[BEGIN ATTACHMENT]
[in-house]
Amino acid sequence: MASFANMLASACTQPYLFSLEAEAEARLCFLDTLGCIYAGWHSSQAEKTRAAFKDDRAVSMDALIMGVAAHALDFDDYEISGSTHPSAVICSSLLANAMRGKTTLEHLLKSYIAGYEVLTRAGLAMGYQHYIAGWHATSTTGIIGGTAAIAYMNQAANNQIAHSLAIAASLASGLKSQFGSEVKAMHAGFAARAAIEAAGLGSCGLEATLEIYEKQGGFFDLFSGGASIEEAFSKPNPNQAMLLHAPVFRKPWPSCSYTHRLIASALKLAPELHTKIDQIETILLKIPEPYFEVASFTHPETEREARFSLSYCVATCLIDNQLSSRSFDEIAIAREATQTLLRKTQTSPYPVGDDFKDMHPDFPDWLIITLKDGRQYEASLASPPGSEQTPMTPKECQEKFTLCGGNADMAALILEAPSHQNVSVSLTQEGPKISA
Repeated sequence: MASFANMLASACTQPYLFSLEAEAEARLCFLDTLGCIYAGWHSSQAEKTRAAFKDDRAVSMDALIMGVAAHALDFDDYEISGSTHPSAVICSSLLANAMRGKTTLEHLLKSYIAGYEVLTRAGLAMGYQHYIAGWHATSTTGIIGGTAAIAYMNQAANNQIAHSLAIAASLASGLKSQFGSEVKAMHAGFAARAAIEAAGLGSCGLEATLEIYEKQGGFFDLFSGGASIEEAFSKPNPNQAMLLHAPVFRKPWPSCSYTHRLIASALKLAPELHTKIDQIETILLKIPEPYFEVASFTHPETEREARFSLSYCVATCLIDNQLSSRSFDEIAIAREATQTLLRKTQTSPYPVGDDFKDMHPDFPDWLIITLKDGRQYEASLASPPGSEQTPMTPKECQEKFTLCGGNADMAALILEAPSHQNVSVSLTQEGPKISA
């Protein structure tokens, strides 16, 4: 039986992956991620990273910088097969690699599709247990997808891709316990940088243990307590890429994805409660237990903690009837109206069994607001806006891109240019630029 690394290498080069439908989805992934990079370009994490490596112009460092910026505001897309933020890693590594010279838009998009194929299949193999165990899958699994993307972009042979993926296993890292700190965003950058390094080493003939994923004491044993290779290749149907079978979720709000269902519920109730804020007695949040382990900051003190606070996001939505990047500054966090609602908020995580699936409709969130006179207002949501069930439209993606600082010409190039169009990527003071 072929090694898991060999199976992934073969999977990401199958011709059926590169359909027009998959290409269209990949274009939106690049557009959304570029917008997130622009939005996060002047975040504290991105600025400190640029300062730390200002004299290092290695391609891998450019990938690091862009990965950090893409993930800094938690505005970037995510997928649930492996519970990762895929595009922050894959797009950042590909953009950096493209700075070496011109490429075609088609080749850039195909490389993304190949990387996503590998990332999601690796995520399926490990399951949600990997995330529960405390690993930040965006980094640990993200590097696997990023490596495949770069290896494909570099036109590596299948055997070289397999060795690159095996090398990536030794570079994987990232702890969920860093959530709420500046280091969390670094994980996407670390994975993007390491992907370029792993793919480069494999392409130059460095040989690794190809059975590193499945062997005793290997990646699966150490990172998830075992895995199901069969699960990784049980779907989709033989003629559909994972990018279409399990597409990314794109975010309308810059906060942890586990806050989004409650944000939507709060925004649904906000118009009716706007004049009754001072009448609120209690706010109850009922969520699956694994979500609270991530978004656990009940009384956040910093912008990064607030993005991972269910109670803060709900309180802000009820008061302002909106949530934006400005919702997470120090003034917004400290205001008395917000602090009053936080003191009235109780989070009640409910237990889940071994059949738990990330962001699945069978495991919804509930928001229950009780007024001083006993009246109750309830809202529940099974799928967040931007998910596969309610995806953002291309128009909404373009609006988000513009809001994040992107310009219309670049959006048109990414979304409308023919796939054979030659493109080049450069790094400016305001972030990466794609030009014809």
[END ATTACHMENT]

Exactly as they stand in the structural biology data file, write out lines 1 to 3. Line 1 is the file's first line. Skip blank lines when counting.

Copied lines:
[in-house]
Amino acid sequence: MASFANMLASACTQPYLFSLEAEAEARLCFLDTLGCIYAGWHSSQAEKTRAAFKDDRAVSMDALIMGVAAHALDFDDYEISGSTHPSAVICSSLLANAMRGKTTLEHLLKSYIAGYEVLTRAGLAMGYQHYIAGWHATSTTGIIGGTAAIAYMNQAANNQIAHSLAIAASLASGLKSQFGSEVKAMHAGFAARAAIEAAGLGSCGLEATLEIYEKQGGFFDLFSGGASIEEAFSKPNPNQAMLLHAPVFRKPWPSCSYTHRLIASALKLAPELHTKIDQIETILLKIPEPYFEVASFTHPETEREARFSLSYCVATCLIDNQLSSRSFDEIAIAREATQTLLRKTQTSPYPVGDDFKDMHPDFPDWLIITLKDGRQYEASLASPPGSEQTPMTPKECQEKFTLCGGNADMAALILEAPSHQNVSVSLTQEGPKISA
Repeated sequence: MASFANMLASACTQPYLFSLEAEAEARLCFLDTLGCIYAGWHSSQAEKTRAAFKDDRAVSMDALIMGVAAHALDFDDYEISGSTHPSAVICSSLLANAMRGKTTLEHLLKSYIAGYEVLTRAGLAMGYQHYIAGWHATSTTGIIGGTAAIAYMNQAANNQIAHSLAIAASLASGLKSQFGSEVKAMHAGFAARAAIEAAGLGSCGLEATLEIYEKQGGFFDLFSGGASIEEAFSKPNPNQAMLLHAPVFRKPWPSCSYTHRLIASALKLAPELHTKIDQIETILLKIPEPYFEVASFTHPETEREARFSLSYCVATCLIDNQLSSRSFDEIAIAREATQTLLRKTQTSPYPVGDDFKDMHPDFPDWLIITLKDGRQYEASLASPPGSEQTPMTPKECQEKFTLCGGNADMAALILEAPSHQNVSVSLTQEGPKISA